350
Chapter 9
Table 9.2. Changes in the distribution of a given amount of consumed substrate between biomass and
producta for various values of
m,.
M h '1)
X** - X ,
Anal
A
Aina!
0
1
I
5.303
0.08
0.961
1.0096
5.264
0.16
0.926
1.0186
5.227
0.32
0.862
1.0344
5.156
a H is assumed to be equal to
, and m ,= nip.
Using Eqs. (3) - (6), it is possible to relate the changes in the total biomass yield and product yield to the
dimensionless maintenance parameter. Table 9.2 shows the calculation for some reasonable parameter
values
^r*e = 0-2,
Y£ul=0.Bt
= 0.4h'' ,
and
=mP
0.08,0.16 and
0.32h"1)
respectively. Other parameter values are taken from Example 9.1.
From the first two rows of the table it is easily checked that when T,f“ +
=
1, the sum of produced
biomass and product is
s0
irrespective of the value of
-m
p . When the maintenance requirement
increases, more substrate is directed toward product formation._____________________________________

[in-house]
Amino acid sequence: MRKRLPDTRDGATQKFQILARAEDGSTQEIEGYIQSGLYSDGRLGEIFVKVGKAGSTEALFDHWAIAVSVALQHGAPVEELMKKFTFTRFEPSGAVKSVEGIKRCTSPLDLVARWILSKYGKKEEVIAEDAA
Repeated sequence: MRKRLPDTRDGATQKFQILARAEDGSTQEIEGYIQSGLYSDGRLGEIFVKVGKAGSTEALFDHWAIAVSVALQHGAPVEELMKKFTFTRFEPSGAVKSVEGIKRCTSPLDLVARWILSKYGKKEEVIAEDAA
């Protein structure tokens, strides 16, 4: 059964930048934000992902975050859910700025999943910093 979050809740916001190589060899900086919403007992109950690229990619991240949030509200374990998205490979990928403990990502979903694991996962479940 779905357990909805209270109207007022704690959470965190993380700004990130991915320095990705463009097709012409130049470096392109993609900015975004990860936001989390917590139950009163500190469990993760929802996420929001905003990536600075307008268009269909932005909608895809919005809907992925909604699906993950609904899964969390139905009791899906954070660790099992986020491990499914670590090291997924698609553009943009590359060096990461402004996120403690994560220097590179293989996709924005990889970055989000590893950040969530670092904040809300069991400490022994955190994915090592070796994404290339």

The higher degree of complexity of biochemically structured kinetic models as compared with
unstructured models usually makes batch reactor mass balances based on structured kinetics
intractable by analytical methods— but again it must be stressed that computer solutions are easy to
find, and a study of the numerical solution for various operating conditions may certainly reveal
characteristic features of the model. The lactic acid fermentation kinetics of Eqs. 3 to 5 in Example
7.6 will be used to illustrate how a structured kinetic model can be coupled to an ideal batch reactor
model. The final model becomes
dx
~dt
= fjx = \y2Xr2
—(1 —
s
s
/21*2—
— “ G
~ Y n ) k 3
s + K
,
s + Ki
3 J
SN +
X Ax
ds
— = (-rt
~ a 2r2)x =
s
,
S
S
j
+ a,fc,--------------- -----
\XjX
s + K }
2 2 s + K2 sN +Ks
— = r,x = k, — -—
X Ax
dt
1
l s + Kl
dt
s
+
K2 s
+ K
(9.15a)
(9.15b)
(9.15c)
(9.15d)
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